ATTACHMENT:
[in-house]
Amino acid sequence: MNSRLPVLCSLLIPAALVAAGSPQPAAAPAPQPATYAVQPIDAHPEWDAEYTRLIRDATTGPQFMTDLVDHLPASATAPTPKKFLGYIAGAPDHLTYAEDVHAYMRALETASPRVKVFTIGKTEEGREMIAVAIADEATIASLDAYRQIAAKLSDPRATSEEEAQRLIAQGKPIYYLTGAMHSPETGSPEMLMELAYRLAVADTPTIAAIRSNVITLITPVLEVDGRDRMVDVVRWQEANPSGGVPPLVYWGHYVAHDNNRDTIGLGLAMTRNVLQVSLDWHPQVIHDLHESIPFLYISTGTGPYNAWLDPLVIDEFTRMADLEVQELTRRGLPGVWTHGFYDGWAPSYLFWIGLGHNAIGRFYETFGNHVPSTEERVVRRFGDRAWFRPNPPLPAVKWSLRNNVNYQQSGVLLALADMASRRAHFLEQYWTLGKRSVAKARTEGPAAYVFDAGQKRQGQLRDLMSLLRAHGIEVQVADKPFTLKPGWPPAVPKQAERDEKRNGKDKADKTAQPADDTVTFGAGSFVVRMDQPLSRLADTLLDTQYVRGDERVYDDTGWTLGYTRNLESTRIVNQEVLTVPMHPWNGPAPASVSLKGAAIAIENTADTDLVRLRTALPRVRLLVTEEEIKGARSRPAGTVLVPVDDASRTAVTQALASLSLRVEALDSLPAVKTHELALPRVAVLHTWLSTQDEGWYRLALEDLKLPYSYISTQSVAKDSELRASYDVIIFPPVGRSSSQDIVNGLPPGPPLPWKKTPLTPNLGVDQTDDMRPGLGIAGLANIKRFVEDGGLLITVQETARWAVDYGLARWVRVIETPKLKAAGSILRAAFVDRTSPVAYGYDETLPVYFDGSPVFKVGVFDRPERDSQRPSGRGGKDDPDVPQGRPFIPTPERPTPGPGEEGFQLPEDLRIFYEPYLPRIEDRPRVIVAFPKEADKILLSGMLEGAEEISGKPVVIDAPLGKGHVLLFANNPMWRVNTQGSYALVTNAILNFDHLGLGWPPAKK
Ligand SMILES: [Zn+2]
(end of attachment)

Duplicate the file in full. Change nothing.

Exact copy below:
[in-house]
Amino acid sequence: MNSRLPVLCSLLIPAALVAAGSPQPAAAPAPQPATYAVQPIDAHPEWDAEYTRLIRDATTGPQFMTDLVDHLPASATAPTPKKFLGYIAGAPDHLTYAEDVHAYMRALETASPRVKVFTIGKTEEGREMIAVAIADEATIASLDAYRQIAAKLSDPRATSEEEAQRLIAQGKPIYYLTGAMHSPETGSPEMLMELAYRLAVADTPTIAAIRSNVITLITPVLEVDGRDRMVDVVRWQEANPSGGVPPLVYWGHYVAHDNNRDTIGLGLAMTRNVLQVSLDWHPQVIHDLHESIPFLYISTGTGPYNAWLDPLVIDEFTRMADLEVQELTRRGLPGVWTHGFYDGWAPSYLFWIGLGHNAIGRFYETFGNHVPSTEERVVRRFGDRAWFRPNPPLPAVKWSLRNNVNYQQSGVLLALADMASRRAHFLEQYWTLGKRSVAKARTEGPAAYVFDAGQKRQGQLRDLMSLLRAHGIEVQVADKPFTLKPGWPPAVPKQAERDEKRNGKDKADKTAQPADDTVTFGAGSFVVRMDQPLSRLADTLLDTQYVRGDERVYDDTGWTLGYTRNLESTRIVNQEVLTVPMHPWNGPAPASVSLKGAAIAIENTADTDLVRLRTALPRVRLLVTEEEIKGARSRPAGTVLVPVDDASRTAVTQALASLSLRVEALDSLPAVKTHELALPRVAVLHTWLSTQDEGWYRLALEDLKLPYSYISTQSVAKDSELRASYDVIIFPPVGRSSSQDIVNGLPPGPPLPWKKTPLTPNLGVDQTDDMRPGLGIAGLANIKRFVEDGGLLITVQETARWAVDYGLARWVRVIETPKLKAAGSILRAAFVDRTSPVAYGYDETLPVYFDGSPVFKVGVFDRPERDSQRPSGRGGKDDPDVPQGRPFIPTPERPTPGPGEEGFQLPEDLRIFYEPYLPRIEDRPRVIVAFPKEADKILLSGMLEGAEEISGKPVVIDAPLGKGHVLLFANNPMWRVNTQGSYALVTNAILNFDHLGLGWPPAKK
Ligand SMILES: [Zn+2]